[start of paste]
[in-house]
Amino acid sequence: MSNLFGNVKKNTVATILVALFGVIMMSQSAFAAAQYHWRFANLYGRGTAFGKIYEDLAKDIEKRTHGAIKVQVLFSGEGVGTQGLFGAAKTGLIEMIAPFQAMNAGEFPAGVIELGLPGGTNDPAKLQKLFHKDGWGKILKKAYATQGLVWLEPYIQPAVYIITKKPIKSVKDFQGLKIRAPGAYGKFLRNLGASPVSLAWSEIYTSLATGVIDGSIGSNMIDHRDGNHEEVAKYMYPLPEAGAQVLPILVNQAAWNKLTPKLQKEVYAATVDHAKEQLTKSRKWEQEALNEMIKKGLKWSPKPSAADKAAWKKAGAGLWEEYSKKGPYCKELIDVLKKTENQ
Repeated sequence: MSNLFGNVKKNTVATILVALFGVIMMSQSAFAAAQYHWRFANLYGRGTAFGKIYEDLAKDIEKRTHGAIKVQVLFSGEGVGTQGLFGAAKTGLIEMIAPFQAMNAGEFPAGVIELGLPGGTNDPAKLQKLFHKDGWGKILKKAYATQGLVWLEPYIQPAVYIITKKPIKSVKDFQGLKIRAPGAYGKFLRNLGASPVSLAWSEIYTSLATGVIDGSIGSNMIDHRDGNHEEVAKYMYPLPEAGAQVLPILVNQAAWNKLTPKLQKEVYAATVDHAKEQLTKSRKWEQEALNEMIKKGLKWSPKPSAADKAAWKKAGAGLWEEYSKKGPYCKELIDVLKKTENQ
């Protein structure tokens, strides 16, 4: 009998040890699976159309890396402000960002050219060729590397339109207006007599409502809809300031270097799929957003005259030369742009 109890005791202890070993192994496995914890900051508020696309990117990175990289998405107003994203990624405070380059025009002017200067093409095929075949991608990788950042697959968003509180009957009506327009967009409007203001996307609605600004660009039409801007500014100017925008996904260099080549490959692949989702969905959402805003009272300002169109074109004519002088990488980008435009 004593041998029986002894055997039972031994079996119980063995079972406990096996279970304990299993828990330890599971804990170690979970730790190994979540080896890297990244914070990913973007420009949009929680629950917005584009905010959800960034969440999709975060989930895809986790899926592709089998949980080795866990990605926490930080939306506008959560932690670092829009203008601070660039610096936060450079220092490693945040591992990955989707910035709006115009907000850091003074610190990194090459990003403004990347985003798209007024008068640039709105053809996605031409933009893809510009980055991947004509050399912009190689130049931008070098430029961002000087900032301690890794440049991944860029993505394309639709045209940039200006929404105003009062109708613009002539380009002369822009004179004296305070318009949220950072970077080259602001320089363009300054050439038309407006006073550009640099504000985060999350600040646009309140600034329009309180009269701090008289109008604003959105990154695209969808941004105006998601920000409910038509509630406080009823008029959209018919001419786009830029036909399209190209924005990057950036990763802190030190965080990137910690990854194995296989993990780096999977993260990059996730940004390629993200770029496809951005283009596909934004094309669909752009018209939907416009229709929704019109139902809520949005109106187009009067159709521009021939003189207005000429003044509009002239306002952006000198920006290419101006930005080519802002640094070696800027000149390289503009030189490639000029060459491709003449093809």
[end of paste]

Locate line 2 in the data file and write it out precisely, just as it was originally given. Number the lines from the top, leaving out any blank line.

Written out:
Amino acid sequence: MSNLFGNVKKNTVATILVALFGVIMMSQSAFAAAQYHWRFANLYGRGTAFGKIYEDLAKDIEKRTHGAIKVQVLFSGEGVGTQGLFGAAKTGLIEMIAPFQAMNAGEFPAGVIELGLPGGTNDPAKLQKLFHKDGWGKILKKAYATQGLVWLEPYIQPAVYIITKKPIKSVKDFQGLKIRAPGAYGKFLRNLGASPVSLAWSEIYTSLATGVIDGSIGSNMIDHRDGNHEEVAKYMYPLPEAGAQVLPILVNQAAWNKLTPKLQKEVYAATVDHAKEQLTKSRKWEQEALNEMIKKGLKWSPKPSAADKAAWKKAGAGLWEEYSKKGPYCKELIDVLKKTENQ